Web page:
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Bonsai is a Japanese art form which involves miniature trees grown in containers. The purposes of bonsai are primarily contemplation and the pleasant exercise of effort and ingenuity. Unlike other plant cultivation which primarily focuses on a production of food or medicine or creating a garden or a landscape, bonsai focuses on long term cultivation and shaping of one or more small trees growing in a container.

A Bonsai is created beginning with a specimen of source material. A bansai can be any perennial woody-stemmed tree or shrub species that produces true branches and can be cultivated to remain small through pot confinement with crown and root pruning. There are some species that are more popular bonsai material because they have small leaves or needles that make them appropriate for the compact visual scope. Bonsai does not require genetically dwarfed trees, but rather depends on growing small trees from regular stock and seeds. Bonsai uses cultivation techniques like pruning, root reduction, potting, defoliation, and grafting to produce small tress that mimic the shape and style of mature, full-size trees.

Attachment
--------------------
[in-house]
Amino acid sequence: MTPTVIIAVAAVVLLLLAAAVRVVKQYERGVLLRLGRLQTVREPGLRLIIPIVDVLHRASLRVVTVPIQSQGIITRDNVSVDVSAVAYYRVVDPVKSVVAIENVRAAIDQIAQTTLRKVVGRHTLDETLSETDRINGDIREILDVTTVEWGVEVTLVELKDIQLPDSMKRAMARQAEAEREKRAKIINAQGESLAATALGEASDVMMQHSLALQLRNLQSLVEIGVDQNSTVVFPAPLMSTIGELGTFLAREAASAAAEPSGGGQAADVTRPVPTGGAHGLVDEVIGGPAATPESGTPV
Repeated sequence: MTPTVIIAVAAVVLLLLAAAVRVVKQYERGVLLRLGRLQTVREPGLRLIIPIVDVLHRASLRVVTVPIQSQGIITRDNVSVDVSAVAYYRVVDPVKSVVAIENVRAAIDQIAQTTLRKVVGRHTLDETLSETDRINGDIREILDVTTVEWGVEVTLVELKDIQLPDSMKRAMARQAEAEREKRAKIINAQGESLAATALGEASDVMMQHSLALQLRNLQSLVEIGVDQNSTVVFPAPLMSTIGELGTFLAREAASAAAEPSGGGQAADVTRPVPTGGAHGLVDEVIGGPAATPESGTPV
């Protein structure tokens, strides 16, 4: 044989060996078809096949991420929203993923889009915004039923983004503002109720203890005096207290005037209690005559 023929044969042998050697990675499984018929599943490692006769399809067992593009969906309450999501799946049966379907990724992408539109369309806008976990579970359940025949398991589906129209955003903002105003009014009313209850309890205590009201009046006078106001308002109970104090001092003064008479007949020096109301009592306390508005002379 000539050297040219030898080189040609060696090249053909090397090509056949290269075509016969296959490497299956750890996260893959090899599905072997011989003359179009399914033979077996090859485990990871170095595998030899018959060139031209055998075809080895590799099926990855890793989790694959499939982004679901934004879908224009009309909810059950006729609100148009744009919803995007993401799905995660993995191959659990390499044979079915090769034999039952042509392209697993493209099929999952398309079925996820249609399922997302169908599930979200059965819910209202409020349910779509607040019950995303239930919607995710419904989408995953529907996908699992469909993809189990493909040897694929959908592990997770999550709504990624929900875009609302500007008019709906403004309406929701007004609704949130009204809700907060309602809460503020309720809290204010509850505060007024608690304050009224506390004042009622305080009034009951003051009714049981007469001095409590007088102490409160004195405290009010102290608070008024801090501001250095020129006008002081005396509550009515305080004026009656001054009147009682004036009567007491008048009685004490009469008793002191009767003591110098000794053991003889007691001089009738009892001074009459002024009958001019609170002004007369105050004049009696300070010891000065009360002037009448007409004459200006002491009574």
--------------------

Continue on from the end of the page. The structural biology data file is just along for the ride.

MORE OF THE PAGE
There are many stories that date back centuries about bonsai trees, there are even bonsai dating to the 17th century that have survived to the present. One of the oldest known living bonsai trees, considered one of the National Treasures of Japan, is in the Tokyo Imperial Palace collection. A five-needle pine known as Sandai-shogun-no Matsu is documented as having been cared for by Tokugawa Iemitsu.

Follwing World War II, a number of trends made the Japanese tradition of bonsai more and more accessible to Western and world audiences. Currently, Japan continues to host regular exhibitions with the world’s largest numbers of bonsai specimens and the highest recognixed specimine qulity. Another trend was the increase in books on bonsai and related arts, now being published in English and other languages for audiences outside Japan. The number of clubs outside of asia increased once Japanese was no longer the sole language of bonsai, and interaction increased between members of all levels of expierence. The increasing availablitly of expert bonsai training also led to the spread of the art of bonsai.